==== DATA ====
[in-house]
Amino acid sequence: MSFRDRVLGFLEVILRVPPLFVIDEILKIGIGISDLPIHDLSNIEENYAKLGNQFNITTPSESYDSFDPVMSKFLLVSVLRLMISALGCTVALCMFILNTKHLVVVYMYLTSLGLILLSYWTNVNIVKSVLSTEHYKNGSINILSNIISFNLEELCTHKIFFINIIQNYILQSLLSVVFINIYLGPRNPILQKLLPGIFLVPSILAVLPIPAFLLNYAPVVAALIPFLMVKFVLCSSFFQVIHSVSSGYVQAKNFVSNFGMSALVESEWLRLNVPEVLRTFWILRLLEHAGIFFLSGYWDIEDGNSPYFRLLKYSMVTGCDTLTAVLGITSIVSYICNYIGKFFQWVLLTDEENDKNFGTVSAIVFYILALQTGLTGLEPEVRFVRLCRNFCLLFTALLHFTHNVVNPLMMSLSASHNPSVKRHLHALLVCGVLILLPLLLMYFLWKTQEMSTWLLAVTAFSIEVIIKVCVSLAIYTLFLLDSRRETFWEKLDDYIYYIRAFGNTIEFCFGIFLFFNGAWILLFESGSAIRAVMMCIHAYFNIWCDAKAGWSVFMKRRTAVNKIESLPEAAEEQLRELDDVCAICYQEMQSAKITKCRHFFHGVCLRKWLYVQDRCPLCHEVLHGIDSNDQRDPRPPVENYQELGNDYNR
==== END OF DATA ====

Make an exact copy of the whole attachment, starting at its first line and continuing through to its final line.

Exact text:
[in-house]
Amino acid sequence: MSFRDRVLGFLEVILRVPPLFVIDEILKIGIGISDLPIHDLSNIEENYAKLGNQFNITTPSESYDSFDPVMSKFLLVSVLRLMISALGCTVALCMFILNTKHLVVVYMYLTSLGLILLSYWTNVNIVKSVLSTEHYKNGSINILSNIISFNLEELCTHKIFFINIIQNYILQSLLSVVFINIYLGPRNPILQKLLPGIFLVPSILAVLPIPAFLLNYAPVVAALIPFLMVKFVLCSSFFQVIHSVSSGYVQAKNFVSNFGMSALVESEWLRLNVPEVLRTFWILRLLEHAGIFFLSGYWDIEDGNSPYFRLLKYSMVTGCDTLTAVLGITSIVSYICNYIGKFFQWVLLTDEENDKNFGTVSAIVFYILALQTGLTGLEPEVRFVRLCRNFCLLFTALLHFTHNVVNPLMMSLSASHNPSVKRHLHALLVCGVLILLPLLLMYFLWKTQEMSTWLLAVTAFSIEVIIKVCVSLAIYTLFLLDSRRETFWEKLDDYIYYIRAFGNTIEFCFGIFLFFNGAWILLFESGSAIRAVMMCIHAYFNIWCDAKAGWSVFMKRRTAVNKIESLPEAAEEQLRELDDVCAICYQEMQSAKITKCRHFFHGVCLRKWLYVQDRCPLCHEVLHGIDSNDQRDPRPPVENYQELGNDYNR